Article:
Keeping your vacuum system running well is very important. One of the things that helps is to regularly run cleaner through your vacuum lines. There are a wide range of cleaners on the market and most do a good job. Nonetheless, there are some particular parameters of which you should be aware.
(The photo is deliberately blurry to avoid promoting any specific brand).
It’s been years since the EPA’s final ruling came to pass requiring all dental offices in the US to install amalgam separators on their vacuum systems (with a few exceptions). While amalgam separators operate under different parameters using an array of separation methods, all separators have one thing in common – cleaners. All amalgam separators require you to use a line cleaner that is non-foaming and which has a neutral pH. There are still many vacuum line cleaners on the market which do not conform to these requirements.
If you have an amalgam separator (and the vast majority of you should) make certain the cleaner you use conforms to these parameters. The best way to be sure is to check the MDS for your cleaner.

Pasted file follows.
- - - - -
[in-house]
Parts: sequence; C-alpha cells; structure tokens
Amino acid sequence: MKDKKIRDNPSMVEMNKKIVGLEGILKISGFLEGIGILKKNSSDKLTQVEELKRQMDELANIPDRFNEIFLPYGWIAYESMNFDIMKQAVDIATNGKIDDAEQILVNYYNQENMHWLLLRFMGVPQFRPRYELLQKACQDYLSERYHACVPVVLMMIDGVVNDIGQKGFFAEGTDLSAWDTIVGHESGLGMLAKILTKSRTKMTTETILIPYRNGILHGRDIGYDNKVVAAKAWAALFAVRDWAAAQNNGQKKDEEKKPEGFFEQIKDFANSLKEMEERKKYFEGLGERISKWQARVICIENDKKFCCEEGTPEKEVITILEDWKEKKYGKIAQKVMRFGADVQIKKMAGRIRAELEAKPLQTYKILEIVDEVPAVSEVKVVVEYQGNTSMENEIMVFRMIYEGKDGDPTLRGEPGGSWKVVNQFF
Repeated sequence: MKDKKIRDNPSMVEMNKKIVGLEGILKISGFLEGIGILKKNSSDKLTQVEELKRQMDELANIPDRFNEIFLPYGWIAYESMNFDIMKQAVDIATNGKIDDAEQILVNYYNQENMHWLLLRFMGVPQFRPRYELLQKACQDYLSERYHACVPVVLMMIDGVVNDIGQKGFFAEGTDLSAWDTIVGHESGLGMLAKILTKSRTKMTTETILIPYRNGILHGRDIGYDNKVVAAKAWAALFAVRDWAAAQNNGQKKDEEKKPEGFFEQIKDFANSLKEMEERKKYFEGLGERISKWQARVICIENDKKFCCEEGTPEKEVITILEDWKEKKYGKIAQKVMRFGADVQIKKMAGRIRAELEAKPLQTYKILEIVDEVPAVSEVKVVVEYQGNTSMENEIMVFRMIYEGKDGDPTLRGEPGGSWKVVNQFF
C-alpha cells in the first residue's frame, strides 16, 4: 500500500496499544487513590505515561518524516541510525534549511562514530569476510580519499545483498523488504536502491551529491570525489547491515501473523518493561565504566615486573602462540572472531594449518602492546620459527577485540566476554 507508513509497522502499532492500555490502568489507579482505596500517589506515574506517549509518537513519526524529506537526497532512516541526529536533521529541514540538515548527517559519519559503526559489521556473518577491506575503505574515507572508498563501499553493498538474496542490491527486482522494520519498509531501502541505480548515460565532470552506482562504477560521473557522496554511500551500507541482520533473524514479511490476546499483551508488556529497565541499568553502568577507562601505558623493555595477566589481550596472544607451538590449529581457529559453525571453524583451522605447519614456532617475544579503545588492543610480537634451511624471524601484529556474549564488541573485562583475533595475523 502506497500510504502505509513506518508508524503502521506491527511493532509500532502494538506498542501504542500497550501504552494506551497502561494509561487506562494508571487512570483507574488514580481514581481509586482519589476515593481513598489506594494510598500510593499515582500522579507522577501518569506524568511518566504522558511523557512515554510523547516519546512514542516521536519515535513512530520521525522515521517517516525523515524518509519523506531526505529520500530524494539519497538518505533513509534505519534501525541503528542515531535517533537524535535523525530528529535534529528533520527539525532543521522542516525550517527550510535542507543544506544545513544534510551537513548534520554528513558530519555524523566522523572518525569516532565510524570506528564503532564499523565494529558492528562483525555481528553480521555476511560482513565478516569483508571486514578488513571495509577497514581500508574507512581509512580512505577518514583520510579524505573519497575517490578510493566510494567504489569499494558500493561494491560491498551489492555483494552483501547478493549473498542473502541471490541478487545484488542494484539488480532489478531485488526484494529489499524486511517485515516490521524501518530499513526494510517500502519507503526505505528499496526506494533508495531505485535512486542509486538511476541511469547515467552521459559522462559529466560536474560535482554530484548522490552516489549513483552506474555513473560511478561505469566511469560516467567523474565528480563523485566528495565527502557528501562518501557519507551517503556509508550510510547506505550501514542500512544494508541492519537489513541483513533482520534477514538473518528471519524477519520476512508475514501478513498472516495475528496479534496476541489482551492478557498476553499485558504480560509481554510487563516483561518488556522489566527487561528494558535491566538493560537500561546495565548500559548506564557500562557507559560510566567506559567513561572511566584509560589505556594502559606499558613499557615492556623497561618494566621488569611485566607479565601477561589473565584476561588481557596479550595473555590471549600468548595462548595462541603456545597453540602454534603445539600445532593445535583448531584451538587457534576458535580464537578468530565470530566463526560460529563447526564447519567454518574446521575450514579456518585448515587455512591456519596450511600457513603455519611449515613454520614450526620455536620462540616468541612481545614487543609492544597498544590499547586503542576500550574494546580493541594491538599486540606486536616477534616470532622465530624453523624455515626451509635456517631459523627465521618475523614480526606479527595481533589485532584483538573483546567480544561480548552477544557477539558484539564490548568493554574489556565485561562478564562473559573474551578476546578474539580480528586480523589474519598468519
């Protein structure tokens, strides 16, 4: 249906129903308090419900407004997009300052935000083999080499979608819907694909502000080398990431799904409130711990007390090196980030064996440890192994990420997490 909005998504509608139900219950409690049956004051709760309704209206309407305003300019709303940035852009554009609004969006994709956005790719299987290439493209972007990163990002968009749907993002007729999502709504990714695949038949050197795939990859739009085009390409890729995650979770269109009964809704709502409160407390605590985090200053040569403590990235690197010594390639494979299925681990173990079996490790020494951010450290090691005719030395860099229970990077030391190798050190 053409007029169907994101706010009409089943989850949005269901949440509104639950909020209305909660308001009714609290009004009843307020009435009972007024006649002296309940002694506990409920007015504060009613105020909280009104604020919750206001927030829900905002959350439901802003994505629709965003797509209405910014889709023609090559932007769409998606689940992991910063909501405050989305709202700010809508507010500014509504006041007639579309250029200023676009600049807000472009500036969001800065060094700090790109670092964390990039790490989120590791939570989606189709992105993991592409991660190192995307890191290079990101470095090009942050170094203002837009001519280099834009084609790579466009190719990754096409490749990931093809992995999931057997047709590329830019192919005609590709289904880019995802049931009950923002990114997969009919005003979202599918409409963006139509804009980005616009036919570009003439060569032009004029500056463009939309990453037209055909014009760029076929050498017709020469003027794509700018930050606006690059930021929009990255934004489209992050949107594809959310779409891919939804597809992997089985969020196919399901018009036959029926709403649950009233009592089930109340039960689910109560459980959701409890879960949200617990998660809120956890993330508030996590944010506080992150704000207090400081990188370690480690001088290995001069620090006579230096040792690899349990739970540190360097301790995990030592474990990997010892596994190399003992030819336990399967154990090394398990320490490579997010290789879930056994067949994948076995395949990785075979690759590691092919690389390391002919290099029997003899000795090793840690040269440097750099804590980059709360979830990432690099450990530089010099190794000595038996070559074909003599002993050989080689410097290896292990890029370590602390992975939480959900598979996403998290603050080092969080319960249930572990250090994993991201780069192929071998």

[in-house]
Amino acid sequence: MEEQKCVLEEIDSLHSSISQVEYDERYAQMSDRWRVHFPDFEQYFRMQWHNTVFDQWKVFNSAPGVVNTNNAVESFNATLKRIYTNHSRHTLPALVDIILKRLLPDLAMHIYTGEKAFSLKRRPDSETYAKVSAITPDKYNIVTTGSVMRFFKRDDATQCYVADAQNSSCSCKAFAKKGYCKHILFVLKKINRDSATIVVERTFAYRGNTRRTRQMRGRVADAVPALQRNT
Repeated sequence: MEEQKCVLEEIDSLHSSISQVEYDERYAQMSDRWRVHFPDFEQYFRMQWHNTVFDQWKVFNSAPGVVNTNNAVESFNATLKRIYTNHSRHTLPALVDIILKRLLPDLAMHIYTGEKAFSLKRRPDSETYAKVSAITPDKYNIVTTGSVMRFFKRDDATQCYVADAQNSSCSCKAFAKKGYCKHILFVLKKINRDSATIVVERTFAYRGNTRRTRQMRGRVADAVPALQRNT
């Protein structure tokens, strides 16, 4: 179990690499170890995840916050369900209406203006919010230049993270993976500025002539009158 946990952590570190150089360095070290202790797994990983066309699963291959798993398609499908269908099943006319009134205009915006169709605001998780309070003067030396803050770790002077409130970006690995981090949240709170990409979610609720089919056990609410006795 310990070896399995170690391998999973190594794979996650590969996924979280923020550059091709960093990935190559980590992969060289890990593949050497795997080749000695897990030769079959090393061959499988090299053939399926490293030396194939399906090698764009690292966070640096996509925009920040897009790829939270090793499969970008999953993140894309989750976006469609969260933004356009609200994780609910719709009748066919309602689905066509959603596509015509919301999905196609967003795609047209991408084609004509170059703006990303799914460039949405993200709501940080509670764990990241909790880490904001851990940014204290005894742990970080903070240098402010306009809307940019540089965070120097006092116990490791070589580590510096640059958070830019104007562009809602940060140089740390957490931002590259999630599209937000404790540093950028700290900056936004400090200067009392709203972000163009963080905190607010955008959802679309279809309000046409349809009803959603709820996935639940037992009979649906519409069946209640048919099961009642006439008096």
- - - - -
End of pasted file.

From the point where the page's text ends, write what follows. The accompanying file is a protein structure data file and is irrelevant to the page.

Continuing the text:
You can also use various retail test kits to determine the pH of any liquid. Checking for foam is fairly simple as well, although that should be specified on the product.
There are some tablets on the market which you just place in your chairside traps to keep the vacuum lines clean. These fit all of the above parameters and work well.
One last thing you can do to supplement line cleaners and to keep your vacuum lines clean is to simply flush with copious amounts of water after each procedure. At least once a day, send water down the lines in "slugs" by vacuuming up a large volume and then just keeping the vacuum valve open to draw in air. Repeat this cycle a few times. The bolus of water created will help batter debris and keep the lines clear. This can take a little time, so it isn't necessarily practical to do this at the end of a procedure, so you may wish to add it to your end of day procedures.